Compartmental Tissue Characterization using NMR Relaxometry
Dortch, Richard D.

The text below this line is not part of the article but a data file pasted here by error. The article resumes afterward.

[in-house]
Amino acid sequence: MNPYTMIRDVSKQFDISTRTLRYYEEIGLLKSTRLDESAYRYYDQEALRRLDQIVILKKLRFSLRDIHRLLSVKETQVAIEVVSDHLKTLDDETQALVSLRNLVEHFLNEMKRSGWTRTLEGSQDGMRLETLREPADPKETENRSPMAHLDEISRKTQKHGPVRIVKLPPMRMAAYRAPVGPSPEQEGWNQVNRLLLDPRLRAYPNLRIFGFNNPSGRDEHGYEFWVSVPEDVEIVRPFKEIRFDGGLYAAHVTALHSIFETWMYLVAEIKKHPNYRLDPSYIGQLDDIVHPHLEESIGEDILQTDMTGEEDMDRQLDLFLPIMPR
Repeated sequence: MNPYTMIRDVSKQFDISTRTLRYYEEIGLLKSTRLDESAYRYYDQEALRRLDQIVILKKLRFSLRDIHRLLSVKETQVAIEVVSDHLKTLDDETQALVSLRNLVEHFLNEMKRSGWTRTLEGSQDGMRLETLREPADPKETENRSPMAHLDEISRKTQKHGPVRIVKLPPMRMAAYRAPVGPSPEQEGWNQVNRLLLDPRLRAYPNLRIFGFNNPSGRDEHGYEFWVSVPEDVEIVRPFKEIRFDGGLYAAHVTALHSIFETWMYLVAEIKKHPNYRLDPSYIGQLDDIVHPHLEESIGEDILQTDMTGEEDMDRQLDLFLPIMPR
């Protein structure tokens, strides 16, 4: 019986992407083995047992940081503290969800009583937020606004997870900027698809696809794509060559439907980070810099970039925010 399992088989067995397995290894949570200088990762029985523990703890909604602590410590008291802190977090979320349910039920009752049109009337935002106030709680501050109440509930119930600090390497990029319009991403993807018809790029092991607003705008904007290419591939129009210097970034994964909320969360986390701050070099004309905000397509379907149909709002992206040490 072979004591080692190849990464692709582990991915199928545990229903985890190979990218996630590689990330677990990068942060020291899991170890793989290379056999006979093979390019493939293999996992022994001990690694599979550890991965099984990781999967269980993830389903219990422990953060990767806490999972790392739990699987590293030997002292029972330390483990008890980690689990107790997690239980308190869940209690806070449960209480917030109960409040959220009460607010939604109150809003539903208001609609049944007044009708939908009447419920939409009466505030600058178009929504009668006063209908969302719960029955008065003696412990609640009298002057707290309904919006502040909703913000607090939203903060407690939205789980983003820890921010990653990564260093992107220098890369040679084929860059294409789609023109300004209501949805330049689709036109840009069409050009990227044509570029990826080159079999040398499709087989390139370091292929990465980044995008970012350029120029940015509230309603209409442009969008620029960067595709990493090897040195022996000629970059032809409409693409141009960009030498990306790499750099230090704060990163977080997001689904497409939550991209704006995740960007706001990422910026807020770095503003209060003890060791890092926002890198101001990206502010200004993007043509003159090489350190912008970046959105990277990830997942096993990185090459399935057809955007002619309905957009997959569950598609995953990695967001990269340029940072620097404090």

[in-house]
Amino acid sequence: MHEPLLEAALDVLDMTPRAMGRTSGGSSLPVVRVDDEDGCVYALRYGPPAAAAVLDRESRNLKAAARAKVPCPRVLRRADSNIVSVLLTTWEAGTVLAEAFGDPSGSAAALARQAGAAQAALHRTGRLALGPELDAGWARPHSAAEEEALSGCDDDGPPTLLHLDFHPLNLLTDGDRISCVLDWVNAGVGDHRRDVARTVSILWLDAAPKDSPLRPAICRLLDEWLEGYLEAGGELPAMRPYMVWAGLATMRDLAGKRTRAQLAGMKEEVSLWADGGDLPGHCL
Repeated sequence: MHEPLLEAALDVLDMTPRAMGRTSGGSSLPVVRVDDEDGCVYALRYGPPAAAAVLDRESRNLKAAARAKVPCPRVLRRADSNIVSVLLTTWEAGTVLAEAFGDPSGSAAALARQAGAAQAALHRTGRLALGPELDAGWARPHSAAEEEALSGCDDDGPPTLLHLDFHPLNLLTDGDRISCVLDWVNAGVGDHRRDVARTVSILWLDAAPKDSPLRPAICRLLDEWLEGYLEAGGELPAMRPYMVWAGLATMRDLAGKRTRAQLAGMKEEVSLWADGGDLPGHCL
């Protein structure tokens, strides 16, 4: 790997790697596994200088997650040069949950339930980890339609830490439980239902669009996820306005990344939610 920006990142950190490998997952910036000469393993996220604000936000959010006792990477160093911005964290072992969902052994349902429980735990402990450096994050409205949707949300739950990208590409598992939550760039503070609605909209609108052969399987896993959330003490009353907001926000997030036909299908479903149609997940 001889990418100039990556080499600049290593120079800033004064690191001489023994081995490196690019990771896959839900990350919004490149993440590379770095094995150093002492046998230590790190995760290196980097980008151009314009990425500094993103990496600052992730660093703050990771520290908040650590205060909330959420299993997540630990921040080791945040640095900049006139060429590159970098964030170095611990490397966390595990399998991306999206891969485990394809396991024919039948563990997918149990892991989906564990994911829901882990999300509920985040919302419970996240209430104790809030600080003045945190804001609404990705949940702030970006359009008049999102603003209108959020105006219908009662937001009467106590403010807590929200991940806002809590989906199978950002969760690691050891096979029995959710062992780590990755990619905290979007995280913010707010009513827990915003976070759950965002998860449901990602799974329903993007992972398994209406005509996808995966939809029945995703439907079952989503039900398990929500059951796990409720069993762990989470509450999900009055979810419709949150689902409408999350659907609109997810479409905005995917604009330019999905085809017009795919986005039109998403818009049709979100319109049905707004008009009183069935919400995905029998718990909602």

Magnetic resonance imaging (MRI) is unique in its sensitivity to a wide array of contrast mechanisms in soft tissue. Unfortunately, the physiological and/or microanatomical characteristics that give rise to this contrast can show significant heterogeneity on the scale of a typical voxel, resulting in an observed nuclear magnetic resonance (NMR) signal that is a summation of these spatially varying characteristics. Multicomponent analysis, which allows one to separate the observed NMR signal into components that represent underlying sub-voxel tissue compartments, can be used to deal with this limitation. For example, this approach has been applied to myelinated tissue (e.g., white matter, peripheral nerve) to measure the so-called myelin water fraction, which has been shown to correlate with myelin content. Despite this promise, several fundamental issues regarding the compartmental models used to describe myelinated tissue exist. These include: 1) quantifying the effect of intercompartmental exchange and 2) the inability to resolve axonal water (water within myelinated axons) from interaxonal water (water outside myelinated axons) in the central nervous system. This dissertation presents a series of studies aimed to address these fundamental issues. To address the effect of exchange, a novel method for quantifying exchange rates, which allows for a significant reduction in scan time relative to existing methods, was developed. This method was tested and compared to existing methods via simulations studies, validated via phantom studies, and applied in excised myelinated tissue samples. To investigate methods for resolving axonal and interaxonal water, compartmental relaxation measurements were performed in myelinated tissue samples before and after administration of contrast reagents as a means to characterize the compartmental enhancement pattern associated with each reagent. The results of these studies suggest that administration of potassium dichromate in white matter and optic nerve ex vivo might allow one to resolve axonal and interaxonal water in these tissues. Though not directly related, an additional study was included, which showed that novel information about tumor microenvironment may be available in vivo using the multicomponent analysis techniques presented throughout this work.